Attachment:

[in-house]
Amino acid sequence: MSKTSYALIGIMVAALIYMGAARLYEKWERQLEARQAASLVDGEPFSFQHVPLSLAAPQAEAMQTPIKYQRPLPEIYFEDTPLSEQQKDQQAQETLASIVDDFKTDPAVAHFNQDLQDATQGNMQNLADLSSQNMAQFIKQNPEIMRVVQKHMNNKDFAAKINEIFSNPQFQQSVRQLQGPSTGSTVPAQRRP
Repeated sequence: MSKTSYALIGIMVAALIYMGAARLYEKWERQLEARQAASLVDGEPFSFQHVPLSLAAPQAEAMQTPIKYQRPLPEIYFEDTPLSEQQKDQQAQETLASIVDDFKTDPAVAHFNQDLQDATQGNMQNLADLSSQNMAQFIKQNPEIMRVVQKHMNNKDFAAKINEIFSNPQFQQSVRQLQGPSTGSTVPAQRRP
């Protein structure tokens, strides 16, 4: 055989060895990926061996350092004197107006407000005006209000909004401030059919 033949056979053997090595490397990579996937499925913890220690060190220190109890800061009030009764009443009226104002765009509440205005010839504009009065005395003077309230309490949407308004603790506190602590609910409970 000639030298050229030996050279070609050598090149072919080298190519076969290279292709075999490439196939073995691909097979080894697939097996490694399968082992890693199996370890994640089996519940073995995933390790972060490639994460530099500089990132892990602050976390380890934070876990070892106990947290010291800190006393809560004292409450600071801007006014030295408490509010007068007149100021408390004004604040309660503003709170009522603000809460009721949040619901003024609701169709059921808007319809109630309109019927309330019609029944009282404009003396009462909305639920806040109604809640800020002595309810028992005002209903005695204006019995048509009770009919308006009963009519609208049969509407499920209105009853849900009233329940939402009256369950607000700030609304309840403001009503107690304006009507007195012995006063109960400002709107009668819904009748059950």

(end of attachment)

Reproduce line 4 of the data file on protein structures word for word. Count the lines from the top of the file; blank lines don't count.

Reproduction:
């Protein structure tokens, strides 16, 4: 055989060895990926061996350092004197107006407000005006209000909004401030059919 033949056979053997090595490397990579996937499925913890220690060190220190109890800061009030009764009443009226104002765009509440205005010839504009009065005395003077309230309490949407308004603790506190602590609910409970 000639030298050229030996050279070609050598090149072919080298190519076969290279292709075999490439196939073995691909097979080894697939097996490694399968082992890693199996370890994640089996519940073995995933390790972060490639994460530099500089990132892990602050976390380890934070876990070892106990947290010291800190006393809560004292409450600071801007006014030295408490509010007068007149100021408390004004604040309660503003709170009522603000809460009721949040619901003024609701169709059921808007319809109630309109019927309330019609029944009282404009003396009462909305639920806040109604809640800020002595309810028992005002209903005695204006019995048509009770009919308006009963009519609208049969509407499920209105009853849900009233329940939402009256369950607000700030609304309840403001009503107690304006009507007195012995006063109960400002709107009668819904009748059950």